Please don’t remake Your Name
An opinion piece by Jordan
The beauty of animations, particularly those stemming from the vista of boundless imagination that is Japan, is that the finest defy impossibilities and marry heart with scenes and images not otherwise able to be translated.
Expressionistic and naturalistic flourishes can coexist, partnered with music that supports not only a story but visual splendour. From a blank palette, magic is born and weaved through a period of time given over to the creative whims of artists, attuned to innate feelings of discovery, hope and longing.
Few films represent this notion better than Makoto Shinkai’s Your Name (Kimi no na wa).
Released last year to almost universal adoration, Japan’s 4th highest grossing film of all time is representative of a visionary filmmaker realising the full extent of their talents. Shinkai had previously demonstrated his wonderful ability in films such as Garden of Words and 5 Centimetres Per Second, and with Your Name collated all of his thematic and storytelling traits to form a cultural event of immense importance.
Long has Ghibli been the benchmark for critically acclaimed anime, with Spirited Away the first to win an Academy Award and others since nominated. This has meant directors working outside of the Studio and deserving of wider recognition have gone largely unnoticed outside of their native country. Your Name has bridged that gap. The tears that well up in my eyes upon experiencing it aren’t due to sadness, but an appreciation that what has been achieved couldn’t be formed in any other way.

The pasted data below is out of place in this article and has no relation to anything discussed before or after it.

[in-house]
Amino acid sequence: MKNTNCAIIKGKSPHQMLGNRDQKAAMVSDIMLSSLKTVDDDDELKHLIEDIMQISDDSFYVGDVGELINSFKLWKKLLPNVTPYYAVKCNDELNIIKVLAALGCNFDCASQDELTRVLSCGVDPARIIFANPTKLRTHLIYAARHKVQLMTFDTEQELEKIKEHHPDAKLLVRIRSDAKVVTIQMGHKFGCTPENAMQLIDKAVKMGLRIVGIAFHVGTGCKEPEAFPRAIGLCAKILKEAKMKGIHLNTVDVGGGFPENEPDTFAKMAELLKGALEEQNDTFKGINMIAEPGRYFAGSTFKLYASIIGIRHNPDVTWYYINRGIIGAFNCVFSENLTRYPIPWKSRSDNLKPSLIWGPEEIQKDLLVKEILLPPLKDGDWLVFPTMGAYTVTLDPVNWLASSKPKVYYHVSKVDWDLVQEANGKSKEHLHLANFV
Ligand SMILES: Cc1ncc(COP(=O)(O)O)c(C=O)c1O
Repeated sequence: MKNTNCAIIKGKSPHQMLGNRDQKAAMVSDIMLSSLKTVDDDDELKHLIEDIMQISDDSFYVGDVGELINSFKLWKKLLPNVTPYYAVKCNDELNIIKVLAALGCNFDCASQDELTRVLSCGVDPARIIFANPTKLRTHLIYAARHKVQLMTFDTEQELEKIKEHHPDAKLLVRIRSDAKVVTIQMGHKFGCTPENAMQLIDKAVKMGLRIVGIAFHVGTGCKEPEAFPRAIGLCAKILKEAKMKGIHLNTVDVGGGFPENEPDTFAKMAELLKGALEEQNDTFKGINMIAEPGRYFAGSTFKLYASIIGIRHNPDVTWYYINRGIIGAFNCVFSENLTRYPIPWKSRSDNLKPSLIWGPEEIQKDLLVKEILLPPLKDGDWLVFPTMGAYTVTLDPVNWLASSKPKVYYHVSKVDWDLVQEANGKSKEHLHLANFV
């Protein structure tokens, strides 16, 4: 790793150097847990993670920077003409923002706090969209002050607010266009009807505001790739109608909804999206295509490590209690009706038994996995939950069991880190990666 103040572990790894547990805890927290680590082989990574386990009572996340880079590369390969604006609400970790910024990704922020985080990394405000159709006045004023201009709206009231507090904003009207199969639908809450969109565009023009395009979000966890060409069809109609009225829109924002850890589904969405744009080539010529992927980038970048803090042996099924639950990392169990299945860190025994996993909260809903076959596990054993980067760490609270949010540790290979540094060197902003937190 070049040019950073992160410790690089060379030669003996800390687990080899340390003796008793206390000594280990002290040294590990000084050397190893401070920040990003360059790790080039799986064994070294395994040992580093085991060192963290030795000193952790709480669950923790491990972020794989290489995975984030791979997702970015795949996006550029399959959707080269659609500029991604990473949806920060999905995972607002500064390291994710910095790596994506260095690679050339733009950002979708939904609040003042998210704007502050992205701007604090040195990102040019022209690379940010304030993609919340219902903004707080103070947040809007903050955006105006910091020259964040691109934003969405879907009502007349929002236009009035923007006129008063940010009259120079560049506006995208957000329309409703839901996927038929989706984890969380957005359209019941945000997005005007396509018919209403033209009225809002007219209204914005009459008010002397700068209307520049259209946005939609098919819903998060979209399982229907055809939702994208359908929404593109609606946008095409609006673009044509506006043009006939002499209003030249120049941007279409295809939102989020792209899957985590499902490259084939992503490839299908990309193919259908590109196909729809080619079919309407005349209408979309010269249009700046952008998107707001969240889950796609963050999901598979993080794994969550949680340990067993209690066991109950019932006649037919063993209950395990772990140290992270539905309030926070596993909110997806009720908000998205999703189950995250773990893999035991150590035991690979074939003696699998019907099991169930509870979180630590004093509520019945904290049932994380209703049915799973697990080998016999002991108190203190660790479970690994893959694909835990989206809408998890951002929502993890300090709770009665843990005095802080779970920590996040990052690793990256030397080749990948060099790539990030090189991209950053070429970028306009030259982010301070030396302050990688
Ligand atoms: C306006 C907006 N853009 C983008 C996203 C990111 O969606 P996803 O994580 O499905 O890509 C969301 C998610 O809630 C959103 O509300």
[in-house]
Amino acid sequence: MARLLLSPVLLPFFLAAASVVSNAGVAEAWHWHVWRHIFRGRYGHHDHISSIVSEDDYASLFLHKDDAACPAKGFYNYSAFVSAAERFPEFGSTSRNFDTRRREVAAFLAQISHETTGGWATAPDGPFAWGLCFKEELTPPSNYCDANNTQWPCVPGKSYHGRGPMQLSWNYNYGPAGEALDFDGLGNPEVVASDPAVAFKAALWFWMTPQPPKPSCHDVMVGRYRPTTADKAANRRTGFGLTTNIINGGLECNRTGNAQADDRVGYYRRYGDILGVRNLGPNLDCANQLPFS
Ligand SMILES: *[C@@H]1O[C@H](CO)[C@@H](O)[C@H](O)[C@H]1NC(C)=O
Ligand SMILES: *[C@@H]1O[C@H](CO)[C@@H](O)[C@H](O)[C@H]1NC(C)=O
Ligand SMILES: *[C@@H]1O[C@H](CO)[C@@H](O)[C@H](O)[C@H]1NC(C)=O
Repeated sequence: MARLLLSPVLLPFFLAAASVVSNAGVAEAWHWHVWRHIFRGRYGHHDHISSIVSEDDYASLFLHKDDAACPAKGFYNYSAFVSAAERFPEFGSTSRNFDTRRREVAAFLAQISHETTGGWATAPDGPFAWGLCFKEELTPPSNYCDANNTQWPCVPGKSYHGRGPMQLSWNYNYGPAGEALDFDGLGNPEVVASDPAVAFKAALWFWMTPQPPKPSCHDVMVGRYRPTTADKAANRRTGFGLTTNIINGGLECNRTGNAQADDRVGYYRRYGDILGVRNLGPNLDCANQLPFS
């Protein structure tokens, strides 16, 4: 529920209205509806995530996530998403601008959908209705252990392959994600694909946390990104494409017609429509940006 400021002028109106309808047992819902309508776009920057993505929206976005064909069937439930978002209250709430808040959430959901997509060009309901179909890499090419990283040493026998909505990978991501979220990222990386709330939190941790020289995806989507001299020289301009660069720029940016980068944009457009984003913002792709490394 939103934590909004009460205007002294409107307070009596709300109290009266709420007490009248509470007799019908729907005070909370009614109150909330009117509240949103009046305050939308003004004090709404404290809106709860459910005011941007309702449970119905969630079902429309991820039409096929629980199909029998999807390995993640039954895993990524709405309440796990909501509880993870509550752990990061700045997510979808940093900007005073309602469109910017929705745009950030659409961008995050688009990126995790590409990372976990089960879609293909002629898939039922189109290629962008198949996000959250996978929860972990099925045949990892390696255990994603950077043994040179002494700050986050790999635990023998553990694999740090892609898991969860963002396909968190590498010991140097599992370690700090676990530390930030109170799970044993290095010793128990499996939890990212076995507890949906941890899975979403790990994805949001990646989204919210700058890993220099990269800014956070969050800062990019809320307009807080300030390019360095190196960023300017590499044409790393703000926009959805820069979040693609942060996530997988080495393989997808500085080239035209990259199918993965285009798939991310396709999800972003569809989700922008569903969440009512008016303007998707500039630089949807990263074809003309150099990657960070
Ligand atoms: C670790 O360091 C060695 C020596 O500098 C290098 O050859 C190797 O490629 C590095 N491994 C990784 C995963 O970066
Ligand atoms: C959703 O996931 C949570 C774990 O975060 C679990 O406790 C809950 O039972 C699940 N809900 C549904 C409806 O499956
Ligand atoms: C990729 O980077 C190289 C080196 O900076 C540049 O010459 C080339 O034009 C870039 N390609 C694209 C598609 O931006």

The sequence of a falling comet traveling through a recollection of the earlier life of Mitsuha leaves me captivated in pure wonderment. Seeing this redone in or by another culture would be devastating.
J J Abrams has before harnessed nostalgia to great success, but in remaking a work as cherished as this he is not repeating the same intent, but rather portraying the far uglier motivation of achievement through the endeavour of others. It takes no skill or bravery to rewrite an immaculately told story, but rather a brave person to acknowledge that it is more than they themselves are capable of.
Zootopia won the Academy Award for the year’s best Animated Feature Film in the same year of Your Name’s release, but you won’t hear of Makoto Shinkai, Mamoru Hosoda or Hiromasa Yonebayashi planning a reworking. Their films indicate minds too full of creativity to replicate the thoughts of others.
Last year I wrote an article pleading for Dario Argento’s masterpiece Suspiria to be respected and conserved in its decade’s old glory, highlighting the needlessness of a remake when its legacy is its timeless design. Now, I ask the same for Your Name. Its themes of Musubi and lives intertwining on the threads of time are supported emotionally by a pair of characters drawn perfectly; they are bound by fate in a heart wrenching manner and no live-action adaptation could ever truly convey the mesmerising journey they take.
So please, please… don’t remake Your Name.